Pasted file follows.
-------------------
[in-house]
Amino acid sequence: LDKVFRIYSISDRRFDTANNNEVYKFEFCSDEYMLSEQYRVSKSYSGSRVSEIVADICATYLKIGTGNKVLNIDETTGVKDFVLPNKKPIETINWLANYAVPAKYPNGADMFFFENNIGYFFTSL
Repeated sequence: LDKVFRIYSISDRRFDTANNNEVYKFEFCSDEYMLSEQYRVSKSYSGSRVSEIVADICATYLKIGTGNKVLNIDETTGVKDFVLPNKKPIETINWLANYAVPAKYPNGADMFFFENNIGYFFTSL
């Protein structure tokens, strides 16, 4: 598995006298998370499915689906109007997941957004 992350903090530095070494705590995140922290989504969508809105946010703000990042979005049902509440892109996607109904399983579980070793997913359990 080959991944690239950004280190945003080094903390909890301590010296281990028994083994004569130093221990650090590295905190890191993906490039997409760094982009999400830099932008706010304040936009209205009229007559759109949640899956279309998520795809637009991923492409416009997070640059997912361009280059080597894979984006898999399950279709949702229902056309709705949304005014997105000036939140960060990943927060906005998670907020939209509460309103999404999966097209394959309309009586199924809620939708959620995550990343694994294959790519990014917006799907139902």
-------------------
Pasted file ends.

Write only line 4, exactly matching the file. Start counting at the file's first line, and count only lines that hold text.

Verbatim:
């Protein structure tokens, strides 16, 4: 598995006298998370499915689906109007997941957004 992350903090530095070494705590995140922290989504969508809105946010703000990042979005049902509440892109996607109904399983579980070793997913359990 080959991944690239950004280190945003080094903390909890301590010296281990028994083994004569130093221990650090590295905190890191993906490039997409760094982009999400830099932008706010304040936009209205009229007559759109949640899956279309998520795809637009991923492409416009997070640059997912361009280059080597894979984006898999399950279709949702229902056309709705949304005014997105000036939140960060990943927060906005998670907020939209509460309103999404999966097209394959309309009586199924809620939708959620995550990343694994294959790519990014917006799907139902």